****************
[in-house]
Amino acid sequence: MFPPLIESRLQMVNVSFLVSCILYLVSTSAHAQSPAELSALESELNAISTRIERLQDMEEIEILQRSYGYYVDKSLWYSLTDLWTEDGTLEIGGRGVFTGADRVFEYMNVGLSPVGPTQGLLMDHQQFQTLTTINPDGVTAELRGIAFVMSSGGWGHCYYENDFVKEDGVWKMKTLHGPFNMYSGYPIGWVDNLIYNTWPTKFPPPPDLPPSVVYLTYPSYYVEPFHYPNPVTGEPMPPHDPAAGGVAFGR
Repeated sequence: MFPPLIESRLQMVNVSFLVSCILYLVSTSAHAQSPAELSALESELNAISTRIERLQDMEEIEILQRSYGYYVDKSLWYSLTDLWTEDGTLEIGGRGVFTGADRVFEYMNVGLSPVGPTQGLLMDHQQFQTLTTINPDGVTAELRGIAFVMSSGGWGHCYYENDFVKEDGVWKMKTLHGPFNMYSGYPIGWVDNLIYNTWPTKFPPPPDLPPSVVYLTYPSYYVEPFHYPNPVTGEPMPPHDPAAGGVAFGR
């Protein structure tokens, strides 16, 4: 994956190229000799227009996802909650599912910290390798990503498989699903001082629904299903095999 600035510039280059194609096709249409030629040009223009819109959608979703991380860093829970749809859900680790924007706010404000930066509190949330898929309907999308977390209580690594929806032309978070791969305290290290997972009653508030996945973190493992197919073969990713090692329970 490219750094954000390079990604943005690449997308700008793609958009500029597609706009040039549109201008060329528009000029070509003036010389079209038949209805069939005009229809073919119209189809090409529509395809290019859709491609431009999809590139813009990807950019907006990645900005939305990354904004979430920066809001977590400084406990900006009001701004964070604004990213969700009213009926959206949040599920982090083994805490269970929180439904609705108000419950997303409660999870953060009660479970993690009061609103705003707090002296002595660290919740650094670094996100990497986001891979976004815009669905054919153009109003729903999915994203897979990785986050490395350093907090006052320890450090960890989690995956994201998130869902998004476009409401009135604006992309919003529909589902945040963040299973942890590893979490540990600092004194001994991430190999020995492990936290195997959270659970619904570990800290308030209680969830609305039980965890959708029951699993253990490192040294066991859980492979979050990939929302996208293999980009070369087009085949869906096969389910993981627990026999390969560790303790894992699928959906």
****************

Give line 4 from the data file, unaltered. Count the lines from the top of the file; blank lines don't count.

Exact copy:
């Protein structure tokens, strides 16, 4: 994956190229000799227009996802909650599912910290390798990503498989699903001082629904299903095999 600035510039280059194609096709249409030629040009223009819109959608979703991380860093829970749809859900680790924007706010404000930066509190949330898929309907999308977390209580690594929806032309978070791969305290290290997972009653508030996945973190493992197919073969990713090692329970 490219750094954000390079990604943005690449997308700008793609958009500029597609706009040039549109201008060329528009000029070509003036010389079209038949209805069939005009229809073919119209189809090409529509395809290019859709491609431009999809590139813009990807950019907006990645900005939305990354904004979430920066809001977590400084406990900006009001701004964070604004990213969700009213009926959206949040599920982090083994805490269970929180439904609705108000419950997303409660999870953060009660479970993690009061609103705003707090002296002595660290919740650094670094996100990497986001891979976004815009669905054919153009109003729903999915994203897979990785986050490395350093907090006052320890450090960890989690995956994201998130869902998004476009409401009135604006992309919003529909589902945040963040299973942890590893979490540990600092004194001994991430190999020995492990936290195997959270659970619904570990800290308030209680969830609305039980965890959708029951699993253990490192040294066991859980492979979050990939929302996208293999980009070369087009085949869906096969389910993981627990026999390969560790303790894992699928959906």